Naval forces from the United States, Europe, South America and Africa commenced the multinational maritime exercise Obangame Express, April 16.
Obangame Express, now in its fourth year, is designed to improve tactical expertise and cooperation among West and Central African nations in order to enhance those maritime forces’ collective ability to deter illicit activity and maritime threats in the Gulf of Guinea.
The weeklong exercise will take place in two areas near the coasts of Nigeria and Cameroon. There will be an inport preparatory phase and then the 31 participating ships will go to sea to test maritime security skills.
“Every nation represented here today plays a critical role in regional maritime security and we all know that no one nation alone can ensure safe maritime operations,” said U.S. Navy Capt. Nancy Lacore, Obangame Express exercise director. “It is through exercises such as Obangame that nations can work together to lay the foundation for the regional cooperation that will ensure the safety and security of military, commercial and civilian operations at sea.”
While the Nigerian navy hosted the opening ceremony and is providing the port facilities for a number of the participating ships, senior leaders and participants recognize this is truly an international collaborative event, and that maritime security in the Gulf of Guinea requires a collaborative effort.
“In light of recent challenges in the Gulf of Guinea, our collaboration between the countries of the Gulf and our international partners – U.S. Africa Command and U.S. Naval Forces Africa – has resulted in this event meant to develop individual capacities and to secure the maritime area,” said Nigerian navy Rear Adm. Aoa Ikioda, chief of plans and policy for the Nigerian navy.
Obangame Express aims to test a wide variety of skill sets such as visit, board, search and seizure, medical response, radio communication, and information sharing across regional maritime operations centers. Participants will execute tactics and techniques within scenarios that mirror real world counter-piracy and counter-illicit trafficking operations.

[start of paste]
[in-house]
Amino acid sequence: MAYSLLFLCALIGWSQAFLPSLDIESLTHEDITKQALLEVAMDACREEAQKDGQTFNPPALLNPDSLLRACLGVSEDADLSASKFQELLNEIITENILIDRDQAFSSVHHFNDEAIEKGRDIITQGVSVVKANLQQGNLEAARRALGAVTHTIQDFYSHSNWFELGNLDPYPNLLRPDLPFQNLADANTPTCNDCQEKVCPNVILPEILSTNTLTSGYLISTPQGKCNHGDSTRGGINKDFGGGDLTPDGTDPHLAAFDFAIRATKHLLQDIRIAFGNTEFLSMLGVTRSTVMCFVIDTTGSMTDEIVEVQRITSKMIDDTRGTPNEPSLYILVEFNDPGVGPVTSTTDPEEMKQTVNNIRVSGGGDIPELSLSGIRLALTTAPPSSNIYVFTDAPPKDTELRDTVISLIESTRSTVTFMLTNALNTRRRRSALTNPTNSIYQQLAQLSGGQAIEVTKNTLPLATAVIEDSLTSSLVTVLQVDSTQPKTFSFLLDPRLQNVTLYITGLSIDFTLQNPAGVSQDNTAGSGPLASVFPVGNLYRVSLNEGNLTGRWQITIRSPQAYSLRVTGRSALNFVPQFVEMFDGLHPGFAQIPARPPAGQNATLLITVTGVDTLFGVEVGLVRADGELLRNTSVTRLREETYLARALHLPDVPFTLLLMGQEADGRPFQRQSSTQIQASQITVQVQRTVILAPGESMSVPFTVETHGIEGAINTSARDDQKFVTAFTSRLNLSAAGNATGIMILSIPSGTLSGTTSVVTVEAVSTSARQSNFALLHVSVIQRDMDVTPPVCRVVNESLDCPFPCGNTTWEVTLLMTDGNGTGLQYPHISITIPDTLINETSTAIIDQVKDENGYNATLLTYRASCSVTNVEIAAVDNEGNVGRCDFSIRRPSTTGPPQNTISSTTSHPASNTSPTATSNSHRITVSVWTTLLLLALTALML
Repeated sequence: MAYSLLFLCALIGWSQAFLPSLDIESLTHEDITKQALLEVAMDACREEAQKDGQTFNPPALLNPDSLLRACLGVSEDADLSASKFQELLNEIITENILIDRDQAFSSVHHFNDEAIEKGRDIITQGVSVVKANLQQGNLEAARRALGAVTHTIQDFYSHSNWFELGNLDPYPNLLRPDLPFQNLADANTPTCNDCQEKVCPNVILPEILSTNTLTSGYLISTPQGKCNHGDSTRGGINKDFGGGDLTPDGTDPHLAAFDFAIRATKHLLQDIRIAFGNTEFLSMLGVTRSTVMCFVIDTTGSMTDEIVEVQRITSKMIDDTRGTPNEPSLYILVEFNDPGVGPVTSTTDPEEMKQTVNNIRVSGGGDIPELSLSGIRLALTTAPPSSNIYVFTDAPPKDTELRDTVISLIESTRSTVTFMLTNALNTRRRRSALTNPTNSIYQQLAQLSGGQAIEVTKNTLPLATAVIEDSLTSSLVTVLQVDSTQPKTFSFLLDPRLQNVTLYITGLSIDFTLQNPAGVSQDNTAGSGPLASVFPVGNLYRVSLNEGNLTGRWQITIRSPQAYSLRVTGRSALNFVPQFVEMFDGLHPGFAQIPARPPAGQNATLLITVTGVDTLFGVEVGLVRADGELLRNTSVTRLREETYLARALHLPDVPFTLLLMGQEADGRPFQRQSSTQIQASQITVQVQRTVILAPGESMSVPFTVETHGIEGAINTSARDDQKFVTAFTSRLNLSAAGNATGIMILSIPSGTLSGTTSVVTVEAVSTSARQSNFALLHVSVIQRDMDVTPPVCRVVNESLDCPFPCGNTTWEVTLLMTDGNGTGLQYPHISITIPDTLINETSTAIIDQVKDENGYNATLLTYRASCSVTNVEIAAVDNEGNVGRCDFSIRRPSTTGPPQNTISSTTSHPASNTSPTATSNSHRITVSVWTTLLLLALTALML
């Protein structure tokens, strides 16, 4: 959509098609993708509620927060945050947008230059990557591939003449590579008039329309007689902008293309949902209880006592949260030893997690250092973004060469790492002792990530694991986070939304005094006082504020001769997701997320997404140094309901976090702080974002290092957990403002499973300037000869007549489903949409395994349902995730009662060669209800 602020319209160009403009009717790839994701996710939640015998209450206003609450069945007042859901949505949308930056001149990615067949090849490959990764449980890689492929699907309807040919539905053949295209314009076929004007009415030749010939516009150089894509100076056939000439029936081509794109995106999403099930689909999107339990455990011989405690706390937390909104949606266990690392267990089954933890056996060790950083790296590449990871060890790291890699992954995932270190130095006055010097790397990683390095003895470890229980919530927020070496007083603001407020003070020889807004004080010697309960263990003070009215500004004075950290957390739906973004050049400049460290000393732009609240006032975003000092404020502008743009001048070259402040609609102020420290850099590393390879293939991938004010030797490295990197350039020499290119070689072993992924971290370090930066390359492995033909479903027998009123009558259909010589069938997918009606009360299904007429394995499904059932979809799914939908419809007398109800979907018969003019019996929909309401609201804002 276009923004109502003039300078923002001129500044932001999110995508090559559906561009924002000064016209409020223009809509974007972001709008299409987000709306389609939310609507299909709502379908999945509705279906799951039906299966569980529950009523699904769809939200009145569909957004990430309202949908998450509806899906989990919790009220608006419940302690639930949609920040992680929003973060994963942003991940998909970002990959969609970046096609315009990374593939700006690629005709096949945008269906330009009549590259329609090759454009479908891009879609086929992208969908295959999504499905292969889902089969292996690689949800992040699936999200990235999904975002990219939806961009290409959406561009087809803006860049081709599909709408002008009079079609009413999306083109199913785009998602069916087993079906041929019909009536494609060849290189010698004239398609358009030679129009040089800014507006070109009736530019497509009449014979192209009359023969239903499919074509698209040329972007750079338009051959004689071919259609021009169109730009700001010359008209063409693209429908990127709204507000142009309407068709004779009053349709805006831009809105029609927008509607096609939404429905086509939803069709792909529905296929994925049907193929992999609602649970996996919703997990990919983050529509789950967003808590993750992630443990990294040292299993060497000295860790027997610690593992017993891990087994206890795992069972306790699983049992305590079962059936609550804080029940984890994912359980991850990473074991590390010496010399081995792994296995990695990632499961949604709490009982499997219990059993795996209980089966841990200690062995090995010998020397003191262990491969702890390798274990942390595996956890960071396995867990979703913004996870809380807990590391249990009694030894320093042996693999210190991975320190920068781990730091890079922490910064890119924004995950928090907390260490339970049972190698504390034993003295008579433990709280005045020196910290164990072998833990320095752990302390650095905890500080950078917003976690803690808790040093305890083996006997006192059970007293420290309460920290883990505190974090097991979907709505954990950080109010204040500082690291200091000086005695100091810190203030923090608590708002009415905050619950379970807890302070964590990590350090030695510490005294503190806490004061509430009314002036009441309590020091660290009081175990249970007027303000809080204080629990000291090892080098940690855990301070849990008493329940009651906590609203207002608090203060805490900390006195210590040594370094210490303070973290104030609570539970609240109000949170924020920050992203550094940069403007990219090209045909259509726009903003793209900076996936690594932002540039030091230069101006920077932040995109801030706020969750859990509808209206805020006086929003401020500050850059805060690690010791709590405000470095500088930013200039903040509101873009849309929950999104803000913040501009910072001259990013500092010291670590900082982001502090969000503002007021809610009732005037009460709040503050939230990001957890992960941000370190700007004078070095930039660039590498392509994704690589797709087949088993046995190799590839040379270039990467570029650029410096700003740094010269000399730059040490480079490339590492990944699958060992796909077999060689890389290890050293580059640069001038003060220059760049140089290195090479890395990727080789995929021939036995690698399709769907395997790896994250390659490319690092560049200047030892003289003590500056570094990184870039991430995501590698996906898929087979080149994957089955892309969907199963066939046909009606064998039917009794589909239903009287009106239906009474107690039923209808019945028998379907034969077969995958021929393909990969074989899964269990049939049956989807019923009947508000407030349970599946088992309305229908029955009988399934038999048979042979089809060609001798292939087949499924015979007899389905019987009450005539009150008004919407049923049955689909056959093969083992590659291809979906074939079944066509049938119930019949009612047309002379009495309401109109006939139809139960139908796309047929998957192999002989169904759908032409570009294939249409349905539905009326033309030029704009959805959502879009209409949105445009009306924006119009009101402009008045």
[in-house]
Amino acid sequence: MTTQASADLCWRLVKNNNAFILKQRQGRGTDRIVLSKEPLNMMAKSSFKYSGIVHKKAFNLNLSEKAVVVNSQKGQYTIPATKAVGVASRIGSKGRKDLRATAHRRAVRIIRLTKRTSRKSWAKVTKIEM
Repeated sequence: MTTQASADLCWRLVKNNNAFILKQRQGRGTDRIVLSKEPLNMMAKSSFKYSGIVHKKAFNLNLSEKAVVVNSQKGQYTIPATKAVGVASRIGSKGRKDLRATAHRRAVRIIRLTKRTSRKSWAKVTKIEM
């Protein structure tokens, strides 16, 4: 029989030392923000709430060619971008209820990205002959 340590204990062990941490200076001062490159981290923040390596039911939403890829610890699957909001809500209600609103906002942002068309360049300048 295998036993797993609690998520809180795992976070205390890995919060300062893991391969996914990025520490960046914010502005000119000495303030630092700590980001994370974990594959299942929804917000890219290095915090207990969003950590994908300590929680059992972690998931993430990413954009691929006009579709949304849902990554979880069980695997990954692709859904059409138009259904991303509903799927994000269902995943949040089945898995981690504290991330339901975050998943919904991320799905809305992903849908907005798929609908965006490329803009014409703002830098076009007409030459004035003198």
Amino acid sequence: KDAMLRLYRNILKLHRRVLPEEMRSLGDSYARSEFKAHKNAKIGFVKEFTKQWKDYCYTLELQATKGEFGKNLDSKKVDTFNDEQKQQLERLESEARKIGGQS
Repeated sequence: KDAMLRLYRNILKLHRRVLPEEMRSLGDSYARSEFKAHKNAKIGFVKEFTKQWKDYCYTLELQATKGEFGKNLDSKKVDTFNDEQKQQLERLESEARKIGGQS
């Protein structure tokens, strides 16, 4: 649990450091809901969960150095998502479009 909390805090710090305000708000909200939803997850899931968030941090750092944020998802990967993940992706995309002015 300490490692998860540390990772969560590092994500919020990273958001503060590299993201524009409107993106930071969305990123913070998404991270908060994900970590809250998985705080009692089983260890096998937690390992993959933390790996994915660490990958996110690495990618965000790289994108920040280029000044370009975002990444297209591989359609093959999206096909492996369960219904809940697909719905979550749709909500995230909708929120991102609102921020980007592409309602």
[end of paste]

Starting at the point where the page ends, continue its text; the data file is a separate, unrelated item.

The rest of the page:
“The United States remains absolutely committed to collaborating with and supporting Nigeria in its ongoing efforts to increase maritime safety and security in the region. We have a very strong and enduring relationship with the Nigerian navy, and we deeply appreciate your lead role in bringing the many nations of the Gulf of Guinea together to work cooperatively,” said James Entwistle, U.S. ambassador to Nigeria.
The exercise is one of four U.S. Naval Forces Europe-Africa facilitated regional Express-series exercises under the international collaborative maritime capacity building program Africa Partnership Station (APS). These regional maritime exercises serve to test skills learned from previous APS training events and ongoing efforts to increase proficiencies in maritime security operations.
African partners expressed the importance of this type of collaboration and continual improvement in maritime security skill sets to achieve a safer and more secure Gulf of Guinea.
“This exercise is designed to encourage countries in the Gulf of Guinea, and to a very large extent the rest of Africa, to work together and ensure interoperability of communications and shared maritime domain awareness information,” said Nigerian navy Rear Adm. Si Alade, flag officer commanding Western Naval Command Nigeria.
Twenty nations are participating in Obangame Express, including Angola, Belgium, Benin, Brazil, Cameroon, Cote d’Ivoire, Equatorial Guinea, France, Gabon, Germany, Ghana, The Netherlands, Nigeria, Portugal, Republic of Congo, Sao Tome & Principe, Spain, Togo, Turkey and the United States.
The U.S. Navy’s first, joint-high speed vessel, USNS Spearhead (JHSV 1), and its embarked crew of military personnel and civil service mariners will participate in Obangame Express along with 30 ships. Spearhead is deployed to the U.S. 6th Fleet area of operations for its maiden deployment in support of the APS program and maritime security operations.
Press Release, April 17, 2014; Image: Wikimedia